Written by Stacey Martin, lead star contributor

Why do we blame traffic when we show up late?

Why do we point the finger at external factors whenever the spotlight shines on our failures?

Why are we so quick to excuse our actions rather than admit our mistakes?

It’s human nature to protect and deflect in the name of self-preservation. When we feel like our jobs, reputations, character, or clout are on the line, most people will instinctively look for a way to distance themselves from taking responsibility.

It’s hard to fess up when we mess up.

Yet, leadership requires it. Because the moment you are placed in a position to lead others, you become accountable to yourself, your team, and the people you seek to serve. And how you handle that responsibility will determine your effectiveness as a leader.

Accountability is a heavy word.

Accountability is one of those words you can “feel.” As light as a lead blanket, it envelops you in a shroud of responsibility. The mere mention of the word might even cause an involuntary wince. It tastes like a slice of humble pie that’s hard to choke down over that lump in your throat. It sounds like admitting defeat and accepting you still have things to learn.

But while accountability might not be the most popular guest at the leadership party, it is arguably the most important one. Because, without it, you lose credibility and likeability–and nobody wants to follow someone who can’t even lead themselves.

What is accountable leadership?

To put it plainly, an accountable leader is the one ultimately responsible for the actions, failures, and successes of the team they lead. It’s an idea best summed up by President Harry S. Truman, who famously placed a sign on his desk that read, “The buck stops here.”

When things go awry, an accountable leader will step up and take the blame instead of pointing fingers at others. But it doesn’t end here. Because on the other side of accountability is an action spearheaded by a leader who accepts responsibility for figuring out the way forward.

Why is accountability in leadership important?

  • Accountability builds trust. Trust is the foundation of any healthy relationship. If the leader is willing to be open and transparent about their own mistakes and missteps, it encourages a culture of mutual trust and respect. And in this environment, people are more likely to view failures as opportunities for learning, growth, and progress.
  • Accountability encourages teamwork. When a system of accountability is in place, everyone on the team does their part and works together to get the job done. A team led to own their actions and resulting outcomes can more easily put aside egos and personal preservation to improve performance and achieve goals.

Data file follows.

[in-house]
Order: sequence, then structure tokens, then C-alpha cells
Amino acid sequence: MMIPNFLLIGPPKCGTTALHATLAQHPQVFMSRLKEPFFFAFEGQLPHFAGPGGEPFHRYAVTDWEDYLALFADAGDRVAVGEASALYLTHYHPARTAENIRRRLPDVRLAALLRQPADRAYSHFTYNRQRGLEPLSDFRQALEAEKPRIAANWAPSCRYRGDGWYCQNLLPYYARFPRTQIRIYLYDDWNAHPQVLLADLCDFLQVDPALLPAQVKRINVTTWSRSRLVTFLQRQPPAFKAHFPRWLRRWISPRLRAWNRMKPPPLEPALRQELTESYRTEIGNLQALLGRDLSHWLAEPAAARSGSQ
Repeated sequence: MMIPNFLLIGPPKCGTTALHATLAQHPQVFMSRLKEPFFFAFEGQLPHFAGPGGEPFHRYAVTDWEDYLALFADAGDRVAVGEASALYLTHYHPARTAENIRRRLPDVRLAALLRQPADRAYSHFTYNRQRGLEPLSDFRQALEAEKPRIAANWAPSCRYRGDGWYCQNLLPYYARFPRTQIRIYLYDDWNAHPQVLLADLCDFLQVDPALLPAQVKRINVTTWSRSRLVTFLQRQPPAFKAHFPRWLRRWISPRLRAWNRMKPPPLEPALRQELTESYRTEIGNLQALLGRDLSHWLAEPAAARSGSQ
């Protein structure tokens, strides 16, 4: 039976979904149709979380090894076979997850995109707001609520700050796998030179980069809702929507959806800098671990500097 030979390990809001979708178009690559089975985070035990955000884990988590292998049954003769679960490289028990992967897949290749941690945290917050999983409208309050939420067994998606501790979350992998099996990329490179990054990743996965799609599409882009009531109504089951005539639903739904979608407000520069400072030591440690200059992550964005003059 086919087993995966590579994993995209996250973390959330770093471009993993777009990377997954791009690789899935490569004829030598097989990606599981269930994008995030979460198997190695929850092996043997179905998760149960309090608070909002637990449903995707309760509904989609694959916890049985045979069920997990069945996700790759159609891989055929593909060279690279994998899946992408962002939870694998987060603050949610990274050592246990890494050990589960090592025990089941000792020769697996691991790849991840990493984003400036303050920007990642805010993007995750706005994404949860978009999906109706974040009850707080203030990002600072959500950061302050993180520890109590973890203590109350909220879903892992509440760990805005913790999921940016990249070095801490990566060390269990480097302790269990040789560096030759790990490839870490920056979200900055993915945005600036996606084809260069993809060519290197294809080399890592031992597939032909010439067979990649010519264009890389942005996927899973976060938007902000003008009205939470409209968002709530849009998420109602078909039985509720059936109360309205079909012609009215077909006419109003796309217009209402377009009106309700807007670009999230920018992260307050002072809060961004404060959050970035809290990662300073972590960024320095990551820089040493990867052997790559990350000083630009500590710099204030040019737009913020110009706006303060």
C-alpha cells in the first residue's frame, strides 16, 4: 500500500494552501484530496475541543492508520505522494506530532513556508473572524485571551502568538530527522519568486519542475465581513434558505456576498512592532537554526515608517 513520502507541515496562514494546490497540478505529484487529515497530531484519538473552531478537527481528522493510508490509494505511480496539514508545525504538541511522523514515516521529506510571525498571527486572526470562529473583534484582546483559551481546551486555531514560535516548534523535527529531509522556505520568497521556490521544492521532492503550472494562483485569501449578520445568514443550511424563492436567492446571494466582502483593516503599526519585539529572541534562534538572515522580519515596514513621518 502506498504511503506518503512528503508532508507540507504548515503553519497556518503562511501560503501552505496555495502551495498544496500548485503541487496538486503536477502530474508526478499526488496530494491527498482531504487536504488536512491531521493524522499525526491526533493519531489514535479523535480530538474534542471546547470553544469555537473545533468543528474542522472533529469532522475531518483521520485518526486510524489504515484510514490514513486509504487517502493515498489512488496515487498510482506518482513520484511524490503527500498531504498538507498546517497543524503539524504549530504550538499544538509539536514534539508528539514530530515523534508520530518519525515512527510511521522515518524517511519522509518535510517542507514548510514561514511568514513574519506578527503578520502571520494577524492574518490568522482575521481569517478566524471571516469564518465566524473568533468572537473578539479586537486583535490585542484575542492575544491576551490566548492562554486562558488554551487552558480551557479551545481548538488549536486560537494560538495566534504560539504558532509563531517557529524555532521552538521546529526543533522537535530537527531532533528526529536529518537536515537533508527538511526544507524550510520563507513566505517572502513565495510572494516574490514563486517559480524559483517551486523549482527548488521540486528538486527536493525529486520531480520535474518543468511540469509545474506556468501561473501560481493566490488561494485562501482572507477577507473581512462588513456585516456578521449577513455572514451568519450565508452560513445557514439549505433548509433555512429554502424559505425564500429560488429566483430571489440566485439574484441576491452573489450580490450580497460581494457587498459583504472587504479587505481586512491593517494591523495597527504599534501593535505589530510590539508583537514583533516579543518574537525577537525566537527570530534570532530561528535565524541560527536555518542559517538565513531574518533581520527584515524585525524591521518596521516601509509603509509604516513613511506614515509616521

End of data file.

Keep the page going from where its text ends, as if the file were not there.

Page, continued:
• Accountability promotes a culture of integrity. If you want to be a leader of others, you must be a leader of self first–and a leader always does the right thing, even when no one else is watching. But here’s the thing: if you’re a leader, someone is always watching. And, if you consistently demonstrate honesty and openness and make decisions based on your values, your team will notice and follow suit.

For tips on how to build this crucial leadership skill, check out this Lead Star article that offers five ways to foster a culture of accountability.

What does an accountable leader look like?

Let’s revisit the idea that accountability is a concept you experience with your senses. If that’s true, we can describe an accountable leader by how they look and sound and the feeling they give off to others. An accountable leader looks humble and courageous, willing to step up when the stakes are high and offer a path toward resolution. An accountable leader sounds like someone who says, “I’ll take responsibility for that error” and “I’ll own that mistake.” An accountable leader feels like someone you can trust and respect.

Why must accountability be paired with encouragement?

There is a danger in accountability if not paired with encouragement. As much as we try to separate the evaluation of work from the assessment of people, humans are emotionally tied to what they create and contribute. Given this reality, a leader that holds their team accountable must also provide healthy doses of constructive and positive feedback to build confidence and alleviate shame. Fear of repercussions for taking responsibility has no place in the workplace if you want to lead a team willing to grow and learn together.

Embrace extreme responsibility.

If you want to build a team that demonstrates honesty and ownership, then developing a culture of accountability is the way to get there. And it all starts with you. Embracing extreme responsibility will set you apart as a leader worthy of your calling.

For more ways to develop personal accountability, watch this video from SPARK author Courtney Lynch on how she’s worked to resist the urge to place blame.